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Extending the season with frost protection

For most of us, the slow down at the end of summer is a relief. Cooler temperatures make working in the garden more comfortable and rain is more frequent. Shortly after the cool down though, frosts arrive. The first frosts are generally very light and may last for just a night or two before milder weather returns. If you can protect your crops from the cool temperatures, then your garden will continue to be productive for several more weeks.

Extending the season with fall frost protection is slightly different to spring protection. The crops are well established at the end of the year and in warm soil whereas at the start of the growing season the seedlings are planted in much cooler soil and take longer to start growing. By just protecting your crops with a simple cover you can keep them frost free as the temperatures drop to, or just below freezing.

Emergency covers can be provided by towels and clothes from in your cupboard, but for more efficient covering you can use a floating row cover for protection. Just as these covers hold off late spring frosts they protect from early fall frosts too. Typically you only need a degree or two protection for early frosts, and a light cover can provide that.

Place the cover on wire hoops that span the crops rather than directly onto the crops if possible. Anchor the cover with rocks or soil to keep it from blowing away. Keep the cover on the crops at night and remove during the day if temperature warm up. Remove the cover completely when the forecast calls for milder temperatures.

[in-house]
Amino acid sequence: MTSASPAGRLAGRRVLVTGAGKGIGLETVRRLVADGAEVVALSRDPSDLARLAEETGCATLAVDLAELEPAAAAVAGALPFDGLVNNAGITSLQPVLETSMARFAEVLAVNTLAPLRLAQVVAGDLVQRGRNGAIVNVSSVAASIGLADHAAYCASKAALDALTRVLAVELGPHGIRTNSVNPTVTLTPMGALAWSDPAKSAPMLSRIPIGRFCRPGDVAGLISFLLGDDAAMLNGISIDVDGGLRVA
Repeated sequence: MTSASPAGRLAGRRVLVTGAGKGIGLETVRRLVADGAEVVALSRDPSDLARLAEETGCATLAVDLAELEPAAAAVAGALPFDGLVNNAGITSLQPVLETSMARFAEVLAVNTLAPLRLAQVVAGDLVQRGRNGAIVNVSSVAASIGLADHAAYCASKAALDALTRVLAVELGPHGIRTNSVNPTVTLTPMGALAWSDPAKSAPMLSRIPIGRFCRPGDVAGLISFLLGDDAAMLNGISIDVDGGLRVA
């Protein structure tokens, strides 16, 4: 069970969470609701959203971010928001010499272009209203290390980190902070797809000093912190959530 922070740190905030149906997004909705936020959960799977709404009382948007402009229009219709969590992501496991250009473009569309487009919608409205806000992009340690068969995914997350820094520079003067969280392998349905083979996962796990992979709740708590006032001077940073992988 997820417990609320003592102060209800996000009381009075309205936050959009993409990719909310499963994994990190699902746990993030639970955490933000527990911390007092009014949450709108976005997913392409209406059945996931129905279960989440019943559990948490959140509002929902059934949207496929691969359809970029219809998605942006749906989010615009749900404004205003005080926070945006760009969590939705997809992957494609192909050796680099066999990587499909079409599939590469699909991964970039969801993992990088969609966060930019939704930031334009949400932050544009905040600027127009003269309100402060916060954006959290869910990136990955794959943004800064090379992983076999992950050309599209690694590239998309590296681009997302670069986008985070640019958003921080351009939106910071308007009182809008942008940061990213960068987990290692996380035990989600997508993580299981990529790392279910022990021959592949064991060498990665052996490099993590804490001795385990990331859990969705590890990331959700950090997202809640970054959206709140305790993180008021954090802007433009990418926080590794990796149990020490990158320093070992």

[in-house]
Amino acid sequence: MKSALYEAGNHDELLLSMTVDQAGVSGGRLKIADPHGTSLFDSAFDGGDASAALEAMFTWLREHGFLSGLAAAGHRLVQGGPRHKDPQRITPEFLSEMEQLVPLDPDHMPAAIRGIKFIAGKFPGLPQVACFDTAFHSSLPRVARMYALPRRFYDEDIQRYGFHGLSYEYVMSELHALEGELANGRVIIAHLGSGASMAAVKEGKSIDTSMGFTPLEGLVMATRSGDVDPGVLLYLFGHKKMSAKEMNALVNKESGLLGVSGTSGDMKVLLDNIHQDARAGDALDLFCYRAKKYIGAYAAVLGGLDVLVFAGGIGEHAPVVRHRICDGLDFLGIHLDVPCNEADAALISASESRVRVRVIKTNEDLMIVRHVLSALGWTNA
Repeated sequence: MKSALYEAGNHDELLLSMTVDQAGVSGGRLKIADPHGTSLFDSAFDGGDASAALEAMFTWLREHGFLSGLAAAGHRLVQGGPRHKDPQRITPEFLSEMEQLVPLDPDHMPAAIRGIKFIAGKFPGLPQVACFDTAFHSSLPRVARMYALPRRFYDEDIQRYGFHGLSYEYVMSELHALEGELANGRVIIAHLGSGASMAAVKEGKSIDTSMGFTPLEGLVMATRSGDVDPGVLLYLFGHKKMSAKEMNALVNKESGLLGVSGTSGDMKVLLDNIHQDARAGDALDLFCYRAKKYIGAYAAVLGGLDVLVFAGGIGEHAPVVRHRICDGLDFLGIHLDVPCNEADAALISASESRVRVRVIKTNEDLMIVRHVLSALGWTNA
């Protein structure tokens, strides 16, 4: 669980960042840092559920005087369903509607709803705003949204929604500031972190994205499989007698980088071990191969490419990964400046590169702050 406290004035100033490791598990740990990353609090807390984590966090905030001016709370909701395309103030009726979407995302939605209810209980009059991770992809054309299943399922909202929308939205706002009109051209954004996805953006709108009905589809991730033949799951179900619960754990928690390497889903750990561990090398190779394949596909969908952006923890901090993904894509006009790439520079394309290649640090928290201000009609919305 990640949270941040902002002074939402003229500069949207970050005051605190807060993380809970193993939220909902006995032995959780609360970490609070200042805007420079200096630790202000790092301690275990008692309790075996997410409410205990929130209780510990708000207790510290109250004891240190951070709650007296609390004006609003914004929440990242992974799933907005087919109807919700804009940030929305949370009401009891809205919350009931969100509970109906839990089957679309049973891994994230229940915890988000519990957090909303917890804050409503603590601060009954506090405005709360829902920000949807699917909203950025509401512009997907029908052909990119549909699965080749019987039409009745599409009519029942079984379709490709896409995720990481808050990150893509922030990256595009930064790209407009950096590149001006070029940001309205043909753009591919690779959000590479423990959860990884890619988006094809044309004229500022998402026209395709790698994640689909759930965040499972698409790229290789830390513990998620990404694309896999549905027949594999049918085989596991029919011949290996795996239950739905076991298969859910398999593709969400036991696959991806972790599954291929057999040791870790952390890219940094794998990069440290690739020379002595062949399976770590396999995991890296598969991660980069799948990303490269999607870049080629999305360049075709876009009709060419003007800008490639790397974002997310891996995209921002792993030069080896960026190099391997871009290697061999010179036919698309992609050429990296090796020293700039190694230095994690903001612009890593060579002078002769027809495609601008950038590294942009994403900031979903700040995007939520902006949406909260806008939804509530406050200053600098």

If you have cool weather crops in the garden that can tolerate a few degrees of frost, it is easy to extend these well into the snow months or even all winter if you are in the south. Using a heavier cloth than a floating row cover, your crops will continue to produce until the ground freezes. Put a few straw bales around the outside of the bed to decrease wind and maintain some heat.

For even longer seasons you can use a cold frame. These are sturdier than cloths and you plant your cool weather crops right in the cold frame. With a top that opens, you stop the plants getting too warm, but you also stop wind and keep the whole planting bed above freezing. Again a few straw bales, or banking snow against the frame can make the difference of a few more degrees and keep your garden productive almost all year round.

Read the next Article: Growing Herbs Indoors

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Gardening Tip of the Day

  • Time to inspect window boxes, half barrels, hanging baskets, and other outdoor planters. Make repairs before setting out summer annuals. Check the fastenings on window boxes to be sure they are securely in place. Check the bottoms of all wooden containers for signs of rot. Nail loose metal bands around half-barrel planters to keep them in place. Prior to planting, refill containers with fresh soilless mix and mix in a little slow-acting granular fertilizer.